Almost Magic by Kathleen Bullock
Reviewed by Geoff Nelder author of the twice-award-winning ARIA Trilogy and other novels; short story judge, editor, and a secret wizard in his garden.
Don’t give Almost Magic to your young teenager! If you do you’ll not see them again for days as the page-turning magical adventures grab their imagination and they become lost to the real world. It’s one of those rare books that charms its way into your psyche with spell-binding quests and wish fulfilment. It’s the nearest thing a young reader will find to a fictional grimoire (a strange-sounding word for an enchanted volume of magic handed down, wizard to witch, dragon to gargoyle, mysterious mother to dangerous daughter. I won’t allow anyone to peek at mine.) Almost Magic is a book bursting of delights, of and about magic and how it can both get in the way of life for Apple and yet be intrinsic to her existence. Considering that her family are not like the Ordinaries (you and me, probably) they possess delightfully human qualities of care, empathy, jealousy and humour.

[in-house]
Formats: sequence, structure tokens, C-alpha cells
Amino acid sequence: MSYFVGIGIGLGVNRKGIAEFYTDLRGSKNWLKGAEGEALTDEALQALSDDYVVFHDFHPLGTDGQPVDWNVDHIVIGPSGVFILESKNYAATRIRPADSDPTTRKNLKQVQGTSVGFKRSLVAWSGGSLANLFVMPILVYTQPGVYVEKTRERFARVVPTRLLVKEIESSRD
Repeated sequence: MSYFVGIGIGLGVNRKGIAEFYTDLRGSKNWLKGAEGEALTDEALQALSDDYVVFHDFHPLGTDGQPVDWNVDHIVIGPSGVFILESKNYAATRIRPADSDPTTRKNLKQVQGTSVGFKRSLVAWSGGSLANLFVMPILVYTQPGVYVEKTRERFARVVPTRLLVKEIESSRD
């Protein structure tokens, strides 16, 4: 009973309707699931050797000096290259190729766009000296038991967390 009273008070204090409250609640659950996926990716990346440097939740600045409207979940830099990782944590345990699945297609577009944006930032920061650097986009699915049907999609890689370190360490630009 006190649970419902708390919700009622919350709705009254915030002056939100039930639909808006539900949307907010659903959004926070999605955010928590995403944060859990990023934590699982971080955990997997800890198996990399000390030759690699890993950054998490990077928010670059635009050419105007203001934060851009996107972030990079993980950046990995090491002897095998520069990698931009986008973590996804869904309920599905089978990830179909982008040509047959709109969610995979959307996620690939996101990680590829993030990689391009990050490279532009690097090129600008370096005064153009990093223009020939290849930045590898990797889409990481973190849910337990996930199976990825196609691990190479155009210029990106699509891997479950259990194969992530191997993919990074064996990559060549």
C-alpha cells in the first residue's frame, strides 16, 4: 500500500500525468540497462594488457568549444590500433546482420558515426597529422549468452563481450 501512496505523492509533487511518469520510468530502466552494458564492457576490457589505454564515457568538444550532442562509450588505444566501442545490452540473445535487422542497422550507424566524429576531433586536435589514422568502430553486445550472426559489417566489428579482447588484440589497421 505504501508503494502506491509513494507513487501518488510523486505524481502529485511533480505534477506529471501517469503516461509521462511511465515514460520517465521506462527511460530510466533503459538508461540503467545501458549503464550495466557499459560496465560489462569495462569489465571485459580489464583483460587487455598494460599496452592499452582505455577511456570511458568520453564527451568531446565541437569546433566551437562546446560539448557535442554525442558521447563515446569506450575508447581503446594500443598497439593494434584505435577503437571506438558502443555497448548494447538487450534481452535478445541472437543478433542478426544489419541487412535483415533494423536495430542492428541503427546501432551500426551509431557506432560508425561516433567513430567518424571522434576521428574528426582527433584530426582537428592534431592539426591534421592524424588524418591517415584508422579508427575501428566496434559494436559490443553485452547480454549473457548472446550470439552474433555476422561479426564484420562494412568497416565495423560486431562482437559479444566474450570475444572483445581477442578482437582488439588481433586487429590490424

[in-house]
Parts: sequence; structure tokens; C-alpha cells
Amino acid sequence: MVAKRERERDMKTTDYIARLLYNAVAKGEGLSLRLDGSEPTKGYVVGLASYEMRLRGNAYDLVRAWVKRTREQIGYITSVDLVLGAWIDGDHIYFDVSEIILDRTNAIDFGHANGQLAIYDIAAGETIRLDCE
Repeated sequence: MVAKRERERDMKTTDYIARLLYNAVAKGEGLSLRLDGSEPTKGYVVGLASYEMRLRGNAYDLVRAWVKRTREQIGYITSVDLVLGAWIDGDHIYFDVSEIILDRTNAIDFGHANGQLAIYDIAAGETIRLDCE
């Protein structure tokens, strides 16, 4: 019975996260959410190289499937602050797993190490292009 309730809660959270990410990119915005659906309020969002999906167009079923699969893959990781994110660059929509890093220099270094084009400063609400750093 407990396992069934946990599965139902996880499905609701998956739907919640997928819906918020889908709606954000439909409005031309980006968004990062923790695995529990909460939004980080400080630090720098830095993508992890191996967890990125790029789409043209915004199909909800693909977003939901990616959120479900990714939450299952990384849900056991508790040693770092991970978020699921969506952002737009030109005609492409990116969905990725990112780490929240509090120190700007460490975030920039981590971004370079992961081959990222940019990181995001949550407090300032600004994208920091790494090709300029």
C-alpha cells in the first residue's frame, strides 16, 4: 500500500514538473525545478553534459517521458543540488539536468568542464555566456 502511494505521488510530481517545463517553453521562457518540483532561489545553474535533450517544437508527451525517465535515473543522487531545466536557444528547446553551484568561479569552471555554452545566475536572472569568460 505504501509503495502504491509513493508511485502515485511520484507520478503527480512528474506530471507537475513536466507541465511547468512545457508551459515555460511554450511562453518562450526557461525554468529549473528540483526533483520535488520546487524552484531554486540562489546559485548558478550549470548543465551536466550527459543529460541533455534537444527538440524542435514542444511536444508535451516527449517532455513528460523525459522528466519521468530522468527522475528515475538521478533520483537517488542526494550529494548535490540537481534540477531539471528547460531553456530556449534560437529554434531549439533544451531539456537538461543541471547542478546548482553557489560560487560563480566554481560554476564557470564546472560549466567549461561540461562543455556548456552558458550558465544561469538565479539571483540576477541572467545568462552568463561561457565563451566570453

The nuts and bolts of this collection of conjuring is a quest to save the Earth by Apollonia Bramblewood, (Apple) a 12½-year-old barely-competent witch, learning her craft. She believes she is an Attractor. You know, someone who attracts weird and often undesirable creatures instead of the admiring looks that her older, beautiful sister attracts by the magnet-full.
I like the way witches die in this book. Rather like in the old song ‘Old soldiers never die, they simply fade away’ the dying witch first loses sight of her toes then fingers and so forth. Quaint, and epitomises much of the enchantment in this book, brimming as it is with observational witticisms – ‘there are dreamers and there are dreams, quite separate beings’.
The chapters are adventurous episodes in Apple’s coming-of-wizard-age each hooking the reader to turn the pages to see how her spells go wrong or nearly right as she tries via quests to save the Earth from evil forces. She, more so than Ordinary youngsters has to learn to speak accurately, especially with her spells. For example she asks her Wanda to make her scooter go, and it did—without her! It’s one of several themes in this magical road trip, to make oneself understood unambiguously. A pleasurable way for the reader to learn such a lesson.
As a secret writer of magic myself, (or is that a writer of secret magic?) I commend Kathleen Bullock’s Almost Magic to all imaginative and sorcery teens who wish to put hocus-pocus fun into their Ordinary lives.
Spread the word. Use your Spell-phone (haha) and get Almost Magic out to its readers.